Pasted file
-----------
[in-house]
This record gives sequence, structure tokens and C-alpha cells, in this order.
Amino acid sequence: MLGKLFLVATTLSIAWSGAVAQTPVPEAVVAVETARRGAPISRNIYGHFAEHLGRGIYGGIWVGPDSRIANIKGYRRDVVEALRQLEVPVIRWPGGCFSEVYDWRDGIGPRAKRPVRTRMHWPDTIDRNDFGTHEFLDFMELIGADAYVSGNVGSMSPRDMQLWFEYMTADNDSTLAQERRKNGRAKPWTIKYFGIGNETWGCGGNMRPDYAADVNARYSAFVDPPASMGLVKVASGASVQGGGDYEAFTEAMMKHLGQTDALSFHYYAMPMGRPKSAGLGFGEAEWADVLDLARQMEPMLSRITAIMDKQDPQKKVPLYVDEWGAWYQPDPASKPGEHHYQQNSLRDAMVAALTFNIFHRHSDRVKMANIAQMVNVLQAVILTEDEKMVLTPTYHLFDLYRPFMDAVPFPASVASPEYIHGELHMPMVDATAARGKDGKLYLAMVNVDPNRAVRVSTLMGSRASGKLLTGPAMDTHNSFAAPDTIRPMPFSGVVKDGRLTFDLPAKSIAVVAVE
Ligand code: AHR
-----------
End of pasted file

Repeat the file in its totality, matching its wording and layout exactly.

[in-house]
This record gives sequence, structure tokens and C-alpha cells, in this order.
Amino acid sequence: MLGKLFLVATTLSIAWSGAVAQTPVPEAVVAVETARRGAPISRNIYGHFAEHLGRGIYGGIWVGPDSRIANIKGYRRDVVEALRQLEVPVIRWPGGCFSEVYDWRDGIGPRAKRPVRTRMHWPDTIDRNDFGTHEFLDFMELIGADAYVSGNVGSMSPRDMQLWFEYMTADNDSTLAQERRKNGRAKPWTIKYFGIGNETWGCGGNMRPDYAADVNARYSAFVDPPASMGLVKVASGASVQGGGDYEAFTEAMMKHLGQTDALSFHYYAMPMGRPKSAGLGFGEAEWADVLDLARQMEPMLSRITAIMDKQDPQKKVPLYVDEWGAWYQPDPASKPGEHHYQQNSLRDAMVAALTFNIFHRHSDRVKMANIAQMVNVLQAVILTEDEKMVLTPTYHLFDLYRPFMDAVPFPASVASPEYIHGELHMPMVDATAARGKDGKLYLAMVNVDPNRAVRVSTLMGSRASGKLLTGPAMDTHNSFAAPDTIRPMPFSGVVKDGRLTFDLPAKSIAVVAVE
Ligand code: AHR